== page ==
Reviews written by registered user
|2 reviews in total|
Rosemary, in Mia Farrow's performance, is so immediately recognizable that everything that happens to her, happens to us. Her explanation to Dr Hill (Charles Grodin) about the absurdity she's at the center of, is so brilliantly written that she becomes more than just one of us, she becomes us in all the depth of our unspoken fears. To see this film in 2007 is really amazing. Perfection! And that for our benefit. Polanski is not one of those directors who concocts camera tricks to feed his own ego. Everything is at the service of the story. John Cassavettes is a scarily convincing weakling with an ambition bigger than his talent. Ruth Gordon got, what I, in my modest opinion, consider one of the most deserving Oscars in the history of the Oscars. Her performance is beyond superb. Okay, I'm running out of superlatives but let me finish with one more...Roman Polanski is the greatest.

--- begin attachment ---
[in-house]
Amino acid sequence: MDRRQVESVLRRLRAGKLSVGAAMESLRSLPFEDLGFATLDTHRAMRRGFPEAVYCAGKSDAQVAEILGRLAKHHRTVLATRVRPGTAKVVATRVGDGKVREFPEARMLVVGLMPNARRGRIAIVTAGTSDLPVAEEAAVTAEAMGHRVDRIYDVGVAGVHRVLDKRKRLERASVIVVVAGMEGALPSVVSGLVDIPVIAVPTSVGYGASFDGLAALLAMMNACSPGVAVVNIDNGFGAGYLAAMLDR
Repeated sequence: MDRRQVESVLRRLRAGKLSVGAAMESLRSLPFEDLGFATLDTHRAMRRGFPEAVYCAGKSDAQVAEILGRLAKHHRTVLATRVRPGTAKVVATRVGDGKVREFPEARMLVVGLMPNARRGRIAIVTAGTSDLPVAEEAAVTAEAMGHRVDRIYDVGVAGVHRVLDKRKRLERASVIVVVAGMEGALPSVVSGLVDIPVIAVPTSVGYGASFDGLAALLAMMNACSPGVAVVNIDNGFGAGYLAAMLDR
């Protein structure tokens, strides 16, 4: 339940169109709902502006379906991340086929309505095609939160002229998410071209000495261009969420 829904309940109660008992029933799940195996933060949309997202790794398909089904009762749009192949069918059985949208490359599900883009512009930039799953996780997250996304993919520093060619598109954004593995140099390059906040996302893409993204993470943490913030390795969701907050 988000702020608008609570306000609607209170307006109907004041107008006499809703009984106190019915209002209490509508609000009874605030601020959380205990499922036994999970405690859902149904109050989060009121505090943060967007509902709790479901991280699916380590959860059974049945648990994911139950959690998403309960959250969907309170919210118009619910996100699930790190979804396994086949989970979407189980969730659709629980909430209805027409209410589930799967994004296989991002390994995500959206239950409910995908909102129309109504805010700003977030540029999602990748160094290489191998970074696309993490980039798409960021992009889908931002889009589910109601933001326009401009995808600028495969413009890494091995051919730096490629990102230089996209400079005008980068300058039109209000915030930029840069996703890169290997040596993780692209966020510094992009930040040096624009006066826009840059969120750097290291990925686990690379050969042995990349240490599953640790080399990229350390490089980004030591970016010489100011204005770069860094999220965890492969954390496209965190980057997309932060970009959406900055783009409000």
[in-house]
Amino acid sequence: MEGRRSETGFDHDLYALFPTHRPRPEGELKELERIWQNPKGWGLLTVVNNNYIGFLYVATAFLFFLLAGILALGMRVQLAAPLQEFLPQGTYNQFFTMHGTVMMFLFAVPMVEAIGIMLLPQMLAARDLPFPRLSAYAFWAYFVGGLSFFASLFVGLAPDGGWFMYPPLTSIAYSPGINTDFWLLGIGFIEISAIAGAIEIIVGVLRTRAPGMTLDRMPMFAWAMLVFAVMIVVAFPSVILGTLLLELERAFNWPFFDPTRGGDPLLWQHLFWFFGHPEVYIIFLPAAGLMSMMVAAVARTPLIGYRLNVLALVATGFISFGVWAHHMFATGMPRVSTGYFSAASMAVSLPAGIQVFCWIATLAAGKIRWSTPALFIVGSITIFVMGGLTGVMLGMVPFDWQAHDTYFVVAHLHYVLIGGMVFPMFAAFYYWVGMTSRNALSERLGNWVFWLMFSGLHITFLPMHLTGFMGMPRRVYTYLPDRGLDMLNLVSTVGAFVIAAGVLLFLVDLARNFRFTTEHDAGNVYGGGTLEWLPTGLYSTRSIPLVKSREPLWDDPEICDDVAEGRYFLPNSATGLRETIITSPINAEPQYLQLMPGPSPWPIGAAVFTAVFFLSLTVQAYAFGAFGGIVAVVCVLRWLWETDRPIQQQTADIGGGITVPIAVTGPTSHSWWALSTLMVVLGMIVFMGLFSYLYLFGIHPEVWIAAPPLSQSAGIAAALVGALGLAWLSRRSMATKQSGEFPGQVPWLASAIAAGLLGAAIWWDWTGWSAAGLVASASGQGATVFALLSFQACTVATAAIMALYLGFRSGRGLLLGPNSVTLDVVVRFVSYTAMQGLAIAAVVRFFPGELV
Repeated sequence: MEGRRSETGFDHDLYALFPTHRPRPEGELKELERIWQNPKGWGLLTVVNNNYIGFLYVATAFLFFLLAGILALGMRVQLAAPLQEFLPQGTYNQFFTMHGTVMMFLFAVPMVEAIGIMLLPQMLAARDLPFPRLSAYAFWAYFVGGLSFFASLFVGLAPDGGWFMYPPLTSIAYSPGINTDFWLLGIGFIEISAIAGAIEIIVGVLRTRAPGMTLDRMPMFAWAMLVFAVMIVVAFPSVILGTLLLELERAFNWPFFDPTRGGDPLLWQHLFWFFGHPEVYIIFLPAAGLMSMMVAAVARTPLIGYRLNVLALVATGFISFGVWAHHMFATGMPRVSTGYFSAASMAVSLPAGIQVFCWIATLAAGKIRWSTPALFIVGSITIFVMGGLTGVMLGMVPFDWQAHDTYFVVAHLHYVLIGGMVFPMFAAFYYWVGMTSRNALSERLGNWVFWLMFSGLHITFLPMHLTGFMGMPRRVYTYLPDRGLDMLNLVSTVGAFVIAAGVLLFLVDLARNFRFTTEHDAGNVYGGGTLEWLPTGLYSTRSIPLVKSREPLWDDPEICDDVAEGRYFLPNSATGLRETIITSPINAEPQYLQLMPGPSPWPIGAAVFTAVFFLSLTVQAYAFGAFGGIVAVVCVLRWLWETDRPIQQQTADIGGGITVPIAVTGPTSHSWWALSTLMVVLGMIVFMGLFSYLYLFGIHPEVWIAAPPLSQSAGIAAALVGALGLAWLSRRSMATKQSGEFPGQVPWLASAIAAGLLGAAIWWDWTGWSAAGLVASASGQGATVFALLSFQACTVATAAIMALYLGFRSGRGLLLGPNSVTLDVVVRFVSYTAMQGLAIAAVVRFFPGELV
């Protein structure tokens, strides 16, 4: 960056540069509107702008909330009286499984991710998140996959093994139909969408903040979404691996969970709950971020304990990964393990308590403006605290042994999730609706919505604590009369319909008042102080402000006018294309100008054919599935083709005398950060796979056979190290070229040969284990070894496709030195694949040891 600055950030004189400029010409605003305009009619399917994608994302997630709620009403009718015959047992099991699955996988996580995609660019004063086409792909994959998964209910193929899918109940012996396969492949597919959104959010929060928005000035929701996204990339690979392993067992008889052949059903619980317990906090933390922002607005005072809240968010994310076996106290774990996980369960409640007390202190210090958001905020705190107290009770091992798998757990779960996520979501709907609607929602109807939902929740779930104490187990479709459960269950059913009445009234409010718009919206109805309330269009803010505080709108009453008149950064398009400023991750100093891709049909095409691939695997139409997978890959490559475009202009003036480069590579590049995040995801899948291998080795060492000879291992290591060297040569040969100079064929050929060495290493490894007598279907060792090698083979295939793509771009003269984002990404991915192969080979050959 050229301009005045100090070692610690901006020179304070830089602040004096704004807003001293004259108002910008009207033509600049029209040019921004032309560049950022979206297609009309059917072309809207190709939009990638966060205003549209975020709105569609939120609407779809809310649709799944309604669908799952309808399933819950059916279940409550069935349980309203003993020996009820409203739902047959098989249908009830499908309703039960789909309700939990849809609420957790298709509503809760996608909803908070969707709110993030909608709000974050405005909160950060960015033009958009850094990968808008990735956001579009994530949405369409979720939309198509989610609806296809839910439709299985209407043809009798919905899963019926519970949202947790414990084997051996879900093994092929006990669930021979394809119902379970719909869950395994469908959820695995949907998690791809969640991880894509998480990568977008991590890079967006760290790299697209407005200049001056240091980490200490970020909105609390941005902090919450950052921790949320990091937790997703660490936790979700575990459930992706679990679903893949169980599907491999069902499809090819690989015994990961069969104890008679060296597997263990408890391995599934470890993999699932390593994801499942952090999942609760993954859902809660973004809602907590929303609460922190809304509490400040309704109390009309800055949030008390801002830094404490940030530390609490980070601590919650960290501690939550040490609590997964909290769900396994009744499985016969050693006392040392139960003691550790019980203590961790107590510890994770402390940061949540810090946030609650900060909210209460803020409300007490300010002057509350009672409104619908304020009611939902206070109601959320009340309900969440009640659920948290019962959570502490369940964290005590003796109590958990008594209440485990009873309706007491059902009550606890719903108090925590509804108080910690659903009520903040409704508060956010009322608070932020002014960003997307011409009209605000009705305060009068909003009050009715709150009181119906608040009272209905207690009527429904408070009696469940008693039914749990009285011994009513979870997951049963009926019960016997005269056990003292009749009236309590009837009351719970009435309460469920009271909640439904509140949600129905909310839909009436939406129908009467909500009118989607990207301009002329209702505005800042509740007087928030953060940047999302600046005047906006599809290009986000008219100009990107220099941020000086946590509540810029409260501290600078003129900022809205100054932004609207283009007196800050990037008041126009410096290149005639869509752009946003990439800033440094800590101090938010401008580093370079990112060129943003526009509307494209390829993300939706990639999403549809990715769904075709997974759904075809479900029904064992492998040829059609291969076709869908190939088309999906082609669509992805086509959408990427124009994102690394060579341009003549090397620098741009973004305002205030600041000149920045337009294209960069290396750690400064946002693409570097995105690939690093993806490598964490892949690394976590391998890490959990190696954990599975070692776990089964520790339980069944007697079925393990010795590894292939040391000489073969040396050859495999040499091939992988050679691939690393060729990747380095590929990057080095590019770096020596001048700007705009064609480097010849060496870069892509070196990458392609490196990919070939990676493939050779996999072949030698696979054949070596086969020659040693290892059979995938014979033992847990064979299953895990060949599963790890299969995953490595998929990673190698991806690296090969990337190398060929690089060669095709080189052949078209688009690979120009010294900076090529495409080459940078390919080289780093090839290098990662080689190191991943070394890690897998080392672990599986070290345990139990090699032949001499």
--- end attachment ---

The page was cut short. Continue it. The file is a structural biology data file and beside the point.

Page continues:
Adrian LeDuc is a nut. Everyone knows that. His neighbors talk about him in a whisper. They've never been inside his apartment and their imagination takes them through the most perverse scenarios. They couldn't possibly imagine the innocence of the man or his loneliness. Colin Firth creates a character with a million different faces without ever changing his. He could be an emotional wax work. The fact that he invents an identity for himself shouldn't come as a big surprise, he doesn't have one of his own and that is abundantly clear from the first time we see him. He is in the projection booth of his movie theater looking at the screen as if he was in the peep room of a sex shop - Ironic how things are going to turn out. "Apartment Zero" is almost 20 years old but it feels ahead of its time, still. I was able to see it again in its theatrical version with those 6 minutes missing from the video release. Oh what a difference 6 minutes make. There are moments that underline Adrian's loneliness at the beginning, so powerful that the lecture of the entire film is based on the effect provoked by those chilling moments. Adrian/Colin talking to himself at night for instance. Hart Bochner (what an intriguing piece of casting) makes a star entrance that seems to come straight out of Adrian/Colin's cinematic mind. The star has arrived and everything is about to change. Everything will be destined to cater his comfort and well being. Laundry, breakfasts. The star is essential in the movie of Colin/Adrian's life. Hart Bochner - his character's name is Jack Carney, "carne" in Spanish means "meat" - realizes very soon the power he has over Adrian but he doesn't know how to use it. His own feelings (first he discovers to have feelings in a superlative piece of subtle, brilliant acting) get mangled and his frustration takes different forms. Hart intermingles with each one of the neighbors. Those moments in themselves are like short movies with their own kind feel. Suspenseful, erotic, farcical, romantic. - If you listen to Martin Donovan's (the director) commentary in the DVD he credits his actors for practically everything but there is a love there that I'm sure allowed him to get into the darkness with such assured step, fearlessly. The DVD also includes a great exchange between David Koepp and Steven Sodebergh - "Apartment Zero" is unmissable from every front.